• An "insider" as any person who is a connected person, or is in possession of, or has access to, unpublished price sensitive information.

  • "Trading" as the act of subscribing, buying, selling, dealing or agreeing to subscribe to securities of a company.

  • A "connected person" as a person who is associated with the company, directly or indirectly, through frequent communication with officers of the company and has access to unpublished price sensitive information, and can be an immediate relative of a connected person, or a holding company or a subsidiary company.

Penalties for market abuse/insider dealing

If any person indulges in fraudulent and unfair trade practices or insider trading then he will be liable for a penalty of INR2.5 million or three times the profits made out of insider trading, whichever is higher. Further, if the person is found to have abetted, contravened or even attempted to have contravened the provisions relating to fraudulent and unfair trade practices or insider trading, then he may also be punished with imprisonment up to a maximum term of years.

Further, under the Unfair Trade Regulations, in the event that SEBI has a reasonable ground to believe that provisions relating to the Unfair Trade Regulations have been contravened, it can take the following actions, either pending investigation or enquiry, or on completion of such investigation or enquiry:

  • Suspend the trade of the security found to be, or prima facie found to be, involved in fraudulent and unfair trade practice in a recognised stock exchange.

  • Restrain persons from accessing the securities market and forbid any person associated with the securities market to buy, sell or deal in securities.

  • Suspend any office-bearer of any stock exchange or self-regulatory organisation from holding said position.

  • Impound and retain the proceeds or securities in respect of any transaction which is in violation, or prima facie in violation, of the Unfair Trade Regulations.

  • Direct an intermediary or any person associated with the securities market in any manner not to dispose of or alienate an asset forming part of a fraudulent and unfair transaction.

  • Require the person concerned to call upon any of its officers, other employees or representatives to refrain from dealing in securities in any particular manner.

  • Prohibit the person concerned from disposing of any of the securities acquired in contravention of the Unfair Trade Regulations.

  • Direct the person concerned to dispose of any such securities acquired, in contravention of Unfair Trade Regulations, to restore the status quo.

 

De-listing

25. When can a company be de-listed?

A listed company can be de-listed either compulsorily by the stock exchange or through a voluntary de-listing process.

A stock exchange can compulsorily delist any securities listed on such stock exchange on any of the following grounds:

  • The company has incurred losses during the preceding three consecutive years and its net worth has become negative.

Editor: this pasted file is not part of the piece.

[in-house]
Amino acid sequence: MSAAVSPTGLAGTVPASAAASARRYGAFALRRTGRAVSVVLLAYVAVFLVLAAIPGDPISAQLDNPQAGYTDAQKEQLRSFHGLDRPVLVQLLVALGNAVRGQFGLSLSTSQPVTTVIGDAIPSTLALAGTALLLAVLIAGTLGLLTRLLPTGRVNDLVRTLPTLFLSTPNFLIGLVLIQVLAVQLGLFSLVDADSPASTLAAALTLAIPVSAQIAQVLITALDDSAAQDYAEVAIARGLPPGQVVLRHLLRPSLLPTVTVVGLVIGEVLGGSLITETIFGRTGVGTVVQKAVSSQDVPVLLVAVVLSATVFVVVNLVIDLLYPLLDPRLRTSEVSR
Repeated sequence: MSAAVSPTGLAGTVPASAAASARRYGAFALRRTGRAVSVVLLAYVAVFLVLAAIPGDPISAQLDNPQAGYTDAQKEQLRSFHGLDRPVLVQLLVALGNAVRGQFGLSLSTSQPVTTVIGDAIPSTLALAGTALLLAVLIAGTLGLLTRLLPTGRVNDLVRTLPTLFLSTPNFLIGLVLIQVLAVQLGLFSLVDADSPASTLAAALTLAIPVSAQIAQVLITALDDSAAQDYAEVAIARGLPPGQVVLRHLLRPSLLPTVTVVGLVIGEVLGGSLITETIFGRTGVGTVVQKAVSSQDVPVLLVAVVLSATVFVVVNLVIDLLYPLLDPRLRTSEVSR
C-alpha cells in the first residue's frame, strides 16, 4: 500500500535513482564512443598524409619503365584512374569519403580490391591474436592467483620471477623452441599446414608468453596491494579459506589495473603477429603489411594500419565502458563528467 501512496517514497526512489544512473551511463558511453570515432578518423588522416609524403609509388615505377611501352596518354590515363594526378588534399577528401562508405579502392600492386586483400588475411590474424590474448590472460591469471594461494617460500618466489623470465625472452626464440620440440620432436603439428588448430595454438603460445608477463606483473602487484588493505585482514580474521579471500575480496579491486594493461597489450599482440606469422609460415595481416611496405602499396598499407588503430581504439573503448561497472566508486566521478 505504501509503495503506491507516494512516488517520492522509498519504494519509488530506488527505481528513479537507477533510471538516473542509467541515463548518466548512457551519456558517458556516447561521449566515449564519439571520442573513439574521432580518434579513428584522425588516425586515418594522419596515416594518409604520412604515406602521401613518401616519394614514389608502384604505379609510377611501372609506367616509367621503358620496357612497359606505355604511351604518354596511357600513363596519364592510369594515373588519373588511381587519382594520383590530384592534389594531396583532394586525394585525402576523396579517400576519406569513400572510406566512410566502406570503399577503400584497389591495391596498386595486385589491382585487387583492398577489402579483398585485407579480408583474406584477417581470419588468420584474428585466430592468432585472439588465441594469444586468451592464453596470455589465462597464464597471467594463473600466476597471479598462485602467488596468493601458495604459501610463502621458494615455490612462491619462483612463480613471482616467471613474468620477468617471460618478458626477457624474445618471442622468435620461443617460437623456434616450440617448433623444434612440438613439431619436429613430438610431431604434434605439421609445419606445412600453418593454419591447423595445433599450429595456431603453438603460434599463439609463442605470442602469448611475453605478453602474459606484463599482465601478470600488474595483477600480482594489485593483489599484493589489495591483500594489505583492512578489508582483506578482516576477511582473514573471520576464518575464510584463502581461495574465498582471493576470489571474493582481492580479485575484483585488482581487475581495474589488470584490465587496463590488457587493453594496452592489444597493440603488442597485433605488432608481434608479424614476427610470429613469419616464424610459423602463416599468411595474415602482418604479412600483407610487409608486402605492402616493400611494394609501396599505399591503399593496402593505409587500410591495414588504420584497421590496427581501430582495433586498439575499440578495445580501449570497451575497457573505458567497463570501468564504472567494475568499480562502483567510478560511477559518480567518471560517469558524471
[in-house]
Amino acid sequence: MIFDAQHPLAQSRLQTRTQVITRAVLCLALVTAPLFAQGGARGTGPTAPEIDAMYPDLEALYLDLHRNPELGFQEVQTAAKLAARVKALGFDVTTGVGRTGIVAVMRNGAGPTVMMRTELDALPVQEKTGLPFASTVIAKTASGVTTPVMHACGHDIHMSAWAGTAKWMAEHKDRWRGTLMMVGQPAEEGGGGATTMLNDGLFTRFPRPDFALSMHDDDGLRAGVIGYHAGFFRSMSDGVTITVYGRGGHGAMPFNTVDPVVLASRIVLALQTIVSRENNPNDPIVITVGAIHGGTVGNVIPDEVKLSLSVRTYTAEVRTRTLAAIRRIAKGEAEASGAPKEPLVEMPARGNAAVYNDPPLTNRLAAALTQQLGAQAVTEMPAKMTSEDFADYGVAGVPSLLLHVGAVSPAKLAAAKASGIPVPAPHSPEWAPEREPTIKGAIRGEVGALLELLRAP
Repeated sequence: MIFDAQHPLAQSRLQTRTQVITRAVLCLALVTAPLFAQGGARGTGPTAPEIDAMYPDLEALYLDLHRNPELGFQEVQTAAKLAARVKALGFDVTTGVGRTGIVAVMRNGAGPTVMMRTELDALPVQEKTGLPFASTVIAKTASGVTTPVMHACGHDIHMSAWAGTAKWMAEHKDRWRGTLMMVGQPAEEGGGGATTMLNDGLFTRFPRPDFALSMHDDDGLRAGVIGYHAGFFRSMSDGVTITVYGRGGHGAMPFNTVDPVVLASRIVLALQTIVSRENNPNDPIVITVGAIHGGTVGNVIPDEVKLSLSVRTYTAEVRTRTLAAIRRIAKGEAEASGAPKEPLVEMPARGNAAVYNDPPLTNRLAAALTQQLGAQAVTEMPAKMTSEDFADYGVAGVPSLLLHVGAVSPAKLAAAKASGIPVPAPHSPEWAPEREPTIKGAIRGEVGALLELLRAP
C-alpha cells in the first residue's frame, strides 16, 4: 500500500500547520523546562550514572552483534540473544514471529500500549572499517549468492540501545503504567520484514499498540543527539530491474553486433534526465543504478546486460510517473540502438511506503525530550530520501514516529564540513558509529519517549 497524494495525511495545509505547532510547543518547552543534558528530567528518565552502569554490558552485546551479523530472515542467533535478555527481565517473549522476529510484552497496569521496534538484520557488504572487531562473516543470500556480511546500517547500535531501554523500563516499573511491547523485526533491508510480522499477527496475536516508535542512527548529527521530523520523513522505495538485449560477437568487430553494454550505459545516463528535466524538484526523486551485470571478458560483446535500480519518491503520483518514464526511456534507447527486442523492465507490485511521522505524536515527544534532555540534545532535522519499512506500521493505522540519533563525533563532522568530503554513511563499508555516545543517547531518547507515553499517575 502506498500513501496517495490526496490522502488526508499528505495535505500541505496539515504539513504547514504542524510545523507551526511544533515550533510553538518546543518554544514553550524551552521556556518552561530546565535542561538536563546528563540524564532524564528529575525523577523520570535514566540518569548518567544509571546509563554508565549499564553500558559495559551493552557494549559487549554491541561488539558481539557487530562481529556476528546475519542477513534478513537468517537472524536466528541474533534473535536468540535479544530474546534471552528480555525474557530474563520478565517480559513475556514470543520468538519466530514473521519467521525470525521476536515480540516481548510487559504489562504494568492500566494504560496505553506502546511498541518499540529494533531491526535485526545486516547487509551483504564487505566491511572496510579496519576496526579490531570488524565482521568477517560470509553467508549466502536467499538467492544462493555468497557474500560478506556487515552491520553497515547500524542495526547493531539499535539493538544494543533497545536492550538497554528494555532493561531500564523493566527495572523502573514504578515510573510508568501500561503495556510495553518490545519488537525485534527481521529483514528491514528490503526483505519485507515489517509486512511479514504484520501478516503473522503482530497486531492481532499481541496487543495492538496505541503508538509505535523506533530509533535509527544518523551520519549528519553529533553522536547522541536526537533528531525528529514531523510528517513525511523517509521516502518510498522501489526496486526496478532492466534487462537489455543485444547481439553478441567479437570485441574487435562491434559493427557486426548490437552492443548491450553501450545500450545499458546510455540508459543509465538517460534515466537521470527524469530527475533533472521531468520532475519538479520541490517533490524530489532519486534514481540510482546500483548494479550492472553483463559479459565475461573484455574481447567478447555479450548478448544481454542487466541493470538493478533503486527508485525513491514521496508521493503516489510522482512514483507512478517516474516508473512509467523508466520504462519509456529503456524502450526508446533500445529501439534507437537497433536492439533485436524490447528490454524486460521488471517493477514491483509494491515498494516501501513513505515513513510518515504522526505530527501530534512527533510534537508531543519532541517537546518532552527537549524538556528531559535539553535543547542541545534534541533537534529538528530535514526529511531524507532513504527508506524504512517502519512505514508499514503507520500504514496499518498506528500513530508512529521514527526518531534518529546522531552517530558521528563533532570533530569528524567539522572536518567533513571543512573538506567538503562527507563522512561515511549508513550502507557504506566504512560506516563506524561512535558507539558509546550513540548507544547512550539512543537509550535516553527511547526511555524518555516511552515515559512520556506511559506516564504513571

• Trading in the securities of the company has remained suspended for a period of more than six months.

  • The securities of the company have remained infrequently traded during the preceding three years.

  • The company, or any of its promoters or any of its director, has been convicted for failure to comply with any of the provisions of the Securities Contracts Regulation Act, 1956, the Securities and Exchange Board of India (SEBI) Act, 1992 or the Depositories Act, 1996, or rules, regulations, agreements made under that legislation, and has been awarded a penalty of not less than INR10 million or imprisonment of not less than three years.

  • The addresses of the company, or any of its promoter or any of its directors, are not known, or false addresses have been furnished, or the company has changed its registered office in contravention of the provisions of the Companies Act, 2013.

  • The shareholding of the company held by the public has fallen below the minimum level applicable to the company under the listing agreement and the company has failed to raise public holding to the required level within the time specified by the stock exchange.

If the securities are de-listed compulsorily then the company and its promoters and directors are jointly and severally liable to purchase, at a fair price determined in accordance with regulations made by the SEBI, all of the outstanding securities from those holders who wish to sell.

A voluntary de-listing can be one of two types:

  • First, where the listed company chooses to de-list from one stock exchange while being listed on others.

  • Second, where the listed company decides to de-list from all the stock exchanges on which its securities are listed.

A stock exchange can, on the request of the company, delist any of its securities listed on such stock exchange subject to the following conditions:

  • The securities of the company have been listed for a minimum period of three years on the stock exchange.

  • The de-listing of such securities has been approved by the two-thirds of the public shareholders of the company.

  • The company, its promoter and/or its director purchase the outstanding securities from those holders who wish to sell them at a price determined in accordance with regulations made by the SEBI. This condition can be dispensed with by the SEBI if the securities remain listed at least on the NSE or the BSE.